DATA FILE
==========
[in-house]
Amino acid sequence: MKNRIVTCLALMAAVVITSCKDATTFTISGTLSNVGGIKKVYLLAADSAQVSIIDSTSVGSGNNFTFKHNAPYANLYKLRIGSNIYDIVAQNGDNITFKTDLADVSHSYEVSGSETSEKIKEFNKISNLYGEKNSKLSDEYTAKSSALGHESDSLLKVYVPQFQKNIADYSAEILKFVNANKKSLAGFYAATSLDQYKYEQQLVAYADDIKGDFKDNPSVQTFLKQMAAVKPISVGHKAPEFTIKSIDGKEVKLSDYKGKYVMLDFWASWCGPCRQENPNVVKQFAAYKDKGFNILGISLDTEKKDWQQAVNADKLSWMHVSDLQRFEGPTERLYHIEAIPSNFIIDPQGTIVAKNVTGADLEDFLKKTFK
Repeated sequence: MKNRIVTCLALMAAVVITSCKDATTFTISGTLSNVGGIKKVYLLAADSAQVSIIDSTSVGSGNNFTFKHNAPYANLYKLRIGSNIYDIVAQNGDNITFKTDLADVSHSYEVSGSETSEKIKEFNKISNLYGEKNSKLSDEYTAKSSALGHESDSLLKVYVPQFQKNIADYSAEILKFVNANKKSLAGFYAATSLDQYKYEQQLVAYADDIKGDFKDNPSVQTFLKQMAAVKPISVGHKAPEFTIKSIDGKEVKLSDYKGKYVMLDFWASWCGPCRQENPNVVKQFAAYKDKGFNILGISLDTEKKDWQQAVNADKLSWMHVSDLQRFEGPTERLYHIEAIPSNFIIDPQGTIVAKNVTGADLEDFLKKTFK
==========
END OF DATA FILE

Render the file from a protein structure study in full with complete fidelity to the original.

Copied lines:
[in-house]
Amino acid sequence: MKNRIVTCLALMAAVVITSCKDATTFTISGTLSNVGGIKKVYLLAADSAQVSIIDSTSVGSGNNFTFKHNAPYANLYKLRIGSNIYDIVAQNGDNITFKTDLADVSHSYEVSGSETSEKIKEFNKISNLYGEKNSKLSDEYTAKSSALGHESDSLLKVYVPQFQKNIADYSAEILKFVNANKKSLAGFYAATSLDQYKYEQQLVAYADDIKGDFKDNPSVQTFLKQMAAVKPISVGHKAPEFTIKSIDGKEVKLSDYKGKYVMLDFWASWCGPCRQENPNVVKQFAAYKDKGFNILGISLDTEKKDWQQAVNADKLSWMHVSDLQRFEGPTERLYHIEAIPSNFIIDPQGTIVAKNVTGADLEDFLKKTFK
Repeated sequence: MKNRIVTCLALMAAVVITSCKDATTFTISGTLSNVGGIKKVYLLAADSAQVSIIDSTSVGSGNNFTFKHNAPYANLYKLRIGSNIYDIVAQNGDNITFKTDLADVSHSYEVSGSETSEKIKEFNKISNLYGEKNSKLSDEYTAKSSALGHESDSLLKVYVPQFQKNIADYSAEILKFVNANKKSLAGFYAATSLDQYKYEQQLVAYADDIKGDFKDNPSVQTFLKQMAAVKPISVGHKAPEFTIKSIDGKEVKLSDYKGKYVMLDFWASWCGPCRQENPNVVKQFAAYKDKGFNILGISLDTEKKDWQQAVNADKLSWMHVSDLQRFEGPTERLYHIEAIPSNFIIDPQGTIVAKNVTGADLEDFLKKTFK